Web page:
Psychosis can be caused by a:
- mental (psychological) condition
- general medical condition
- substance such as alcohol or drugs
Psychological causes of psychosis
Psychosis can sometimes be part of a specific mental health condition.
For example, schizophrenia, bipolar disorder or severe depression.
The underlying cause of psychosis can affect:
- the type of psychotic episode that happens
- how often episodes happen
Schizophrenia causes a range of psychological symptoms.
- distorted thinking
This is a mental health condition that affects mood. If you have bipolar disorder, you can have episodes of low mood (depression) and high or elated mood (mania).
Some people with depression also have symptoms of psychosis when they're very depressed. This can be feelings of persistent sadness, including postnatal depression.
Psychosis can also be a result of:
- a traumatic experience
- drug misuse
- alcohol misuse
- side effects of prescribed medicines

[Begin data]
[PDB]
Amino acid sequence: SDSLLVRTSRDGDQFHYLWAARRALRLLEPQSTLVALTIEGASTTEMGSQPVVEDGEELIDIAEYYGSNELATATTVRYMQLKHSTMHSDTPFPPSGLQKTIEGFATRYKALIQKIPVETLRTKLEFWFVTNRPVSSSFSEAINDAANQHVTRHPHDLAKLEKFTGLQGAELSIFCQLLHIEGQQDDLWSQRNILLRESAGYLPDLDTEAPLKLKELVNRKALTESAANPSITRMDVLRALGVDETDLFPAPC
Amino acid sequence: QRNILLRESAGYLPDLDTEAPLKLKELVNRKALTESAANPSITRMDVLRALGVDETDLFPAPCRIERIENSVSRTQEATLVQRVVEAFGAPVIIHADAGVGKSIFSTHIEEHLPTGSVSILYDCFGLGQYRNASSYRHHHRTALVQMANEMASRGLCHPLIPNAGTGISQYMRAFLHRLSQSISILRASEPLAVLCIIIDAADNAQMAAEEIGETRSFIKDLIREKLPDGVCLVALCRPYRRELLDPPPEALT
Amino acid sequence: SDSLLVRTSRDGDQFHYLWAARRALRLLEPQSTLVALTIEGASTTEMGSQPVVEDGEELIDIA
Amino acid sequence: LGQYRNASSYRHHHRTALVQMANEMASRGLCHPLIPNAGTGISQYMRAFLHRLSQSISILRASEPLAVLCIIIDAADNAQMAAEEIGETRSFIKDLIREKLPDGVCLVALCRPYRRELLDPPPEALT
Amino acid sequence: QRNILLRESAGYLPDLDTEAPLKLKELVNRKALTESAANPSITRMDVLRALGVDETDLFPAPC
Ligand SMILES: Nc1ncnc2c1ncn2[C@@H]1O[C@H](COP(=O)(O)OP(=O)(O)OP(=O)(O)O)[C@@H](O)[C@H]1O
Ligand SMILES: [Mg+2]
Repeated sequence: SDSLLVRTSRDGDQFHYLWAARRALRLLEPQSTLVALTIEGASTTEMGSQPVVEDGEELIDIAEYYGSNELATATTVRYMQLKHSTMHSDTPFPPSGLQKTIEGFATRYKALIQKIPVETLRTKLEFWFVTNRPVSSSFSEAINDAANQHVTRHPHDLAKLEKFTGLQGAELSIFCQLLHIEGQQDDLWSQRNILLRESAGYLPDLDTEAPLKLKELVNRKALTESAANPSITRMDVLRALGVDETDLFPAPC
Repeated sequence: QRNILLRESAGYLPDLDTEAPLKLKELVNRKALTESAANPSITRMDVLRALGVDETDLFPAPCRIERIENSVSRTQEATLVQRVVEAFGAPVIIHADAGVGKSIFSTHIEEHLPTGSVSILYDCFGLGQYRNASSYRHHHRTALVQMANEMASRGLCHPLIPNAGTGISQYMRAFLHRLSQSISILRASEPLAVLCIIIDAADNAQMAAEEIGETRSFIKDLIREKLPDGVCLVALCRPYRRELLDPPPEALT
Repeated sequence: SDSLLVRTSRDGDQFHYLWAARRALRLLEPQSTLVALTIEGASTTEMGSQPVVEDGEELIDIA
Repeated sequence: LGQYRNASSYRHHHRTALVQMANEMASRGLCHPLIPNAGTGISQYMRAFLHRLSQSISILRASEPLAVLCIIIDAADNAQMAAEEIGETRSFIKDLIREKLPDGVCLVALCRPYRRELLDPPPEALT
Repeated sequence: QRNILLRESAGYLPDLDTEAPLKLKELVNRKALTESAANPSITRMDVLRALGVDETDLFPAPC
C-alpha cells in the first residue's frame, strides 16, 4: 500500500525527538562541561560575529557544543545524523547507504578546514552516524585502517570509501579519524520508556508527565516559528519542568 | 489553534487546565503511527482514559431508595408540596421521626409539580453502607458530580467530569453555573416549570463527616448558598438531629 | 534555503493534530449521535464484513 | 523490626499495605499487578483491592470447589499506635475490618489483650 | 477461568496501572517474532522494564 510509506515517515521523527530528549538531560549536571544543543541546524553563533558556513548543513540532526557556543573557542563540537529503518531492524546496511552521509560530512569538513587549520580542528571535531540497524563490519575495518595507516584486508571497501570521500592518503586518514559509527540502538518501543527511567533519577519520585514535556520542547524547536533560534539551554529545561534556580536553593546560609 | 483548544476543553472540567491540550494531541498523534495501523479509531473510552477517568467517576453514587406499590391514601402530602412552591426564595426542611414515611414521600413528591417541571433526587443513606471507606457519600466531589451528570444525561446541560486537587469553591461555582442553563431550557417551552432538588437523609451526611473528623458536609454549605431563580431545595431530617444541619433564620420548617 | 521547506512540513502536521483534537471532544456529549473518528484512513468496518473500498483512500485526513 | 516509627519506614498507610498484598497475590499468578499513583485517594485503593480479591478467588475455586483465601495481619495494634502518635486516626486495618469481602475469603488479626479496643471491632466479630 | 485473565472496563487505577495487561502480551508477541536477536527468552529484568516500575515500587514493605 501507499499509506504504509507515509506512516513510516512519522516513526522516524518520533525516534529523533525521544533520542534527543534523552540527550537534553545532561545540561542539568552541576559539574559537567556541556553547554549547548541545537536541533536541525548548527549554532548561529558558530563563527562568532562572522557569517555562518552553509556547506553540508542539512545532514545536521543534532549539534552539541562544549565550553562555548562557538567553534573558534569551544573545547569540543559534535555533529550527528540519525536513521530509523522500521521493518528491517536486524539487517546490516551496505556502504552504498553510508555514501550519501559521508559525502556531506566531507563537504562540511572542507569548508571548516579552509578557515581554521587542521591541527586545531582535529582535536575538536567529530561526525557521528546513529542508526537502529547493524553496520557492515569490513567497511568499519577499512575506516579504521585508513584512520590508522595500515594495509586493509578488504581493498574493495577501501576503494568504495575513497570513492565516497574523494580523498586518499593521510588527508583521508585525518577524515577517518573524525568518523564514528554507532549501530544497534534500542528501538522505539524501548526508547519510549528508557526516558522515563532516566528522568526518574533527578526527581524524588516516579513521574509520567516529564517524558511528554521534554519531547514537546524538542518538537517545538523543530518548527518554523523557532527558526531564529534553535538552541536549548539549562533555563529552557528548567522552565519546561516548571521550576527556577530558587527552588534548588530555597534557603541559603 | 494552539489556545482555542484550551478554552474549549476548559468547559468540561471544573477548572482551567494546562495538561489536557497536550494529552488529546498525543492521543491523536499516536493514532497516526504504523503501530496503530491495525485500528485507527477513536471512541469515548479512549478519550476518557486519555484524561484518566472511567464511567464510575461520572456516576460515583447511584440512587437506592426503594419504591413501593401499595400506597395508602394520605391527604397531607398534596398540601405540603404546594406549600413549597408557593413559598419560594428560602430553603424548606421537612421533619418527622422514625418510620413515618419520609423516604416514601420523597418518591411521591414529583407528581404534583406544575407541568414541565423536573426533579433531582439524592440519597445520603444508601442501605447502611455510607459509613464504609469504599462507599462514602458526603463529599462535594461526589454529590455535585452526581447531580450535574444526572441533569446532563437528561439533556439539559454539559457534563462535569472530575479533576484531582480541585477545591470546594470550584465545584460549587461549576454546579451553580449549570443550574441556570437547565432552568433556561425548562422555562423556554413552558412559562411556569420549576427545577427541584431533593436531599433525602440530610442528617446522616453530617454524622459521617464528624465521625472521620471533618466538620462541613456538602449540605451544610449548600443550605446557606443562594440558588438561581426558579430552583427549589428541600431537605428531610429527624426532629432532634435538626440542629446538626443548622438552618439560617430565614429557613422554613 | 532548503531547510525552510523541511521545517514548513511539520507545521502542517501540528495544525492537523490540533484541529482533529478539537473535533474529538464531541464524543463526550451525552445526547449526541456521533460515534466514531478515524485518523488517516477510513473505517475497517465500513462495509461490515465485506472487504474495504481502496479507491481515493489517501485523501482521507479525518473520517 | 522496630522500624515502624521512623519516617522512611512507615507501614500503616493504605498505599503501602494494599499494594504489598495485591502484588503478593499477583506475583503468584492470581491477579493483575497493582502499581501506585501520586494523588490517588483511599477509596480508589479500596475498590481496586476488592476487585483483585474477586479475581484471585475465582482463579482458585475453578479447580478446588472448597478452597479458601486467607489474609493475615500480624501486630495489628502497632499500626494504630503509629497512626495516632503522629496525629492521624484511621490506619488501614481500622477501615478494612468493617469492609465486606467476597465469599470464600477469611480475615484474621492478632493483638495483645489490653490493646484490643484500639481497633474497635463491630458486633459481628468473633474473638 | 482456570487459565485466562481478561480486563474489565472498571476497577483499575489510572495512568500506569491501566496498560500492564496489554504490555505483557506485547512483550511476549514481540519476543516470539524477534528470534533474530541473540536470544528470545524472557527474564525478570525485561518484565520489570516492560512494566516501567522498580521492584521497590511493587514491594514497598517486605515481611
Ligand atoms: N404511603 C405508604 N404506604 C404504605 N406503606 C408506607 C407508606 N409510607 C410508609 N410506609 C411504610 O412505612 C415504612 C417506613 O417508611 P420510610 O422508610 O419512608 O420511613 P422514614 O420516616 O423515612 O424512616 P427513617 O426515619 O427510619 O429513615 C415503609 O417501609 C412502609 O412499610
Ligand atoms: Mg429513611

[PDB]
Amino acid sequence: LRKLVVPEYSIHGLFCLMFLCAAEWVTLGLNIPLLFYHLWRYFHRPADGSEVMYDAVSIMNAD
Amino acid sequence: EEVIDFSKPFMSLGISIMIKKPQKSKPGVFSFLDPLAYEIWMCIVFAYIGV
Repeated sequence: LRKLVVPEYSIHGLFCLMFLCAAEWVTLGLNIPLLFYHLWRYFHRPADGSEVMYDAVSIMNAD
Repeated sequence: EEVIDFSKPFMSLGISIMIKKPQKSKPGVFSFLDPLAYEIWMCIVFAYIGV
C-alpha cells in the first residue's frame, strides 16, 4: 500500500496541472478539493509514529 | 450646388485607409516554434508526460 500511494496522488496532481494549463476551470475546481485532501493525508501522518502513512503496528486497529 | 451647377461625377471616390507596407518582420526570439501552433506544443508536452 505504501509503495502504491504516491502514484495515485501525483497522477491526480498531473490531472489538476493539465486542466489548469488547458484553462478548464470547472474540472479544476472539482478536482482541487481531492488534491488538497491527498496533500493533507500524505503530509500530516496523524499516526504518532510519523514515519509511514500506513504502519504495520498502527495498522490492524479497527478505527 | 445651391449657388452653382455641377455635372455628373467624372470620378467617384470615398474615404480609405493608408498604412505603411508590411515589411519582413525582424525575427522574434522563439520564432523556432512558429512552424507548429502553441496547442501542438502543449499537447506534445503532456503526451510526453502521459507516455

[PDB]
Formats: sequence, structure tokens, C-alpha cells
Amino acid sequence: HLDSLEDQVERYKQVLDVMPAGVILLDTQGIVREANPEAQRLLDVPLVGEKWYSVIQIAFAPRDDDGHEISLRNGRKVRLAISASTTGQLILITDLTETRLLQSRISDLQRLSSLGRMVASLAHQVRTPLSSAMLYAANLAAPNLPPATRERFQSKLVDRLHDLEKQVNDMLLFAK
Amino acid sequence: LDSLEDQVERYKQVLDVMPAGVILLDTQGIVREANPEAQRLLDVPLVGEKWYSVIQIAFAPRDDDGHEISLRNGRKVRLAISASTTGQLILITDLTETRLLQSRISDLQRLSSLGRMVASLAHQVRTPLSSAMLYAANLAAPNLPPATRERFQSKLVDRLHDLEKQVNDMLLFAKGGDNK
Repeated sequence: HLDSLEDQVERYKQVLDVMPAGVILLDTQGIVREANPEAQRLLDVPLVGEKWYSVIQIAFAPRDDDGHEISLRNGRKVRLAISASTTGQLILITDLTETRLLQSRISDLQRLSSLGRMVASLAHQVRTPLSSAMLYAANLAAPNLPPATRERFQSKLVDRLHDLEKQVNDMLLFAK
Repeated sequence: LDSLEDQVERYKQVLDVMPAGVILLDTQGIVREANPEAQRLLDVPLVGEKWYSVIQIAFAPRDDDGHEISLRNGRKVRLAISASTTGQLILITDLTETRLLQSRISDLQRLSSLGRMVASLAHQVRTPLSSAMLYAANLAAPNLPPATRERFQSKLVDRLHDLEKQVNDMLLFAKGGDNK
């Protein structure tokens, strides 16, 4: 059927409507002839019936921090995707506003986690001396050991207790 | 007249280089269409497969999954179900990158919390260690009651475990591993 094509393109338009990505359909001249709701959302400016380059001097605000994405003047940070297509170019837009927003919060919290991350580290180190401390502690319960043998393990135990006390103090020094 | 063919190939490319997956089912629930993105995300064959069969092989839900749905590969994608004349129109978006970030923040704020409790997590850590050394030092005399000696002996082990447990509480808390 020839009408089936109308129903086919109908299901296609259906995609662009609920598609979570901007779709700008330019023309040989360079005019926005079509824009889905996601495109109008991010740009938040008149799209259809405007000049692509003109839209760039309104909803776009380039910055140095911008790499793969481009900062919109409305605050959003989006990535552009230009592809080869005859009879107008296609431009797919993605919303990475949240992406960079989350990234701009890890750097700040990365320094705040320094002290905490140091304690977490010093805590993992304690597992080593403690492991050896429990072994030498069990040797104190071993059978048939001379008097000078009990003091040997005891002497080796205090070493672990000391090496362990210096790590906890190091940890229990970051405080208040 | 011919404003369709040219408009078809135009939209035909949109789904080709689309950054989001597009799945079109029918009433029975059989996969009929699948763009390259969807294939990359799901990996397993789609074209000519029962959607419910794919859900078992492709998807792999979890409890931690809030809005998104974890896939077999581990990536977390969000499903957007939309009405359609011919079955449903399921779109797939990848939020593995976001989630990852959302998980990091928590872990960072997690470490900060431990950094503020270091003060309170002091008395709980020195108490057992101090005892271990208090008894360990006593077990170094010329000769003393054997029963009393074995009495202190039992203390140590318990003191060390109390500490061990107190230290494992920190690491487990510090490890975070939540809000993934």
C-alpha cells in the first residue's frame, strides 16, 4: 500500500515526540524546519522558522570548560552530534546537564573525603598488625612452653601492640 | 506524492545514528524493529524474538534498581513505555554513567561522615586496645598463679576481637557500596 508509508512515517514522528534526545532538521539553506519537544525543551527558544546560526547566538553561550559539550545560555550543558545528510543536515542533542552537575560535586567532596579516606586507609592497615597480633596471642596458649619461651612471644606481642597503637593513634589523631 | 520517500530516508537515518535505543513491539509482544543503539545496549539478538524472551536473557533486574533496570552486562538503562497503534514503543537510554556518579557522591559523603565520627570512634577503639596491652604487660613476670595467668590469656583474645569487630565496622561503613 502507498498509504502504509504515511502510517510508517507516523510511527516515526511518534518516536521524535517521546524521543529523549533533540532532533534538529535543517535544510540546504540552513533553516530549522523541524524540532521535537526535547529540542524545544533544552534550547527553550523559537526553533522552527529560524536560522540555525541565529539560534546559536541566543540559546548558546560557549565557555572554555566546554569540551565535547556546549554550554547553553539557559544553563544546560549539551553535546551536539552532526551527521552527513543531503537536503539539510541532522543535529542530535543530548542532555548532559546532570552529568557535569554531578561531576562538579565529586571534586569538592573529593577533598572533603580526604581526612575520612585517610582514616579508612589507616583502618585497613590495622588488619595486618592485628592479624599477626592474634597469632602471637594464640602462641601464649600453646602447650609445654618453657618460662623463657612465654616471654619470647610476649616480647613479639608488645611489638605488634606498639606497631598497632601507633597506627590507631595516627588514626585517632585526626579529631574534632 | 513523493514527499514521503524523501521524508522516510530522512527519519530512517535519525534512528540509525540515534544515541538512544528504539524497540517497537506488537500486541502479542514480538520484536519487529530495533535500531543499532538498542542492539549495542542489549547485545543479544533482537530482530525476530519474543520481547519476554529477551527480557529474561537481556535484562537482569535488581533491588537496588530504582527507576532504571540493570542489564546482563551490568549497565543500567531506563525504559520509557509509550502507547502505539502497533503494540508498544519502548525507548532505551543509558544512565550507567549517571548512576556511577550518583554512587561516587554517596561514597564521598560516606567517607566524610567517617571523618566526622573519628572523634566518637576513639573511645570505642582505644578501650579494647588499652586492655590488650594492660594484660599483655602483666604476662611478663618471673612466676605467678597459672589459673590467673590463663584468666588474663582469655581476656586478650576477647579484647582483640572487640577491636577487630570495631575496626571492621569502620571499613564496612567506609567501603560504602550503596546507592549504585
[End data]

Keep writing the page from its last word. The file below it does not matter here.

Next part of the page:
- a physical condition – such as a brain tumour
- lack of sleep
General medical conditions
The following medical conditions can trigger psychotic episodes in some people:
- HIV and AIDS
- Alzheimer's disease
- Parkinson's disease
- hypoglycaemia (low level of glucose in the blood)
- multiple sclerosis
- brain tumour
Alcohol misuse and drug misuse can trigger a psychotic episode.
Drugs known to trigger psychotic episodes include:
- amphetamine (speed)
- methamphetamine (crystal meth)
- mephedrone (MCAT or miaow)
- MDMA (ecstasy)
- LSD (acid)
- psilocybins (magic mushrooms)
Psychosis can also happen during drug withdrawal. This is when you suddenly stop taking substances after using them for a long time. The episodes can happen a few weeks after stopping.
Psychosis can also occur as a side effect of some types of medicine. It can also happen as a result of an overdose of that medicine. These are rare.
Do not stop taking prescribed medicine unless your GP or psychiatrist tells you to. See your GP if you're experiencing psychotic side effects caused by medicine.
Content supplied by the NHS and adapted for Ireland by the HSE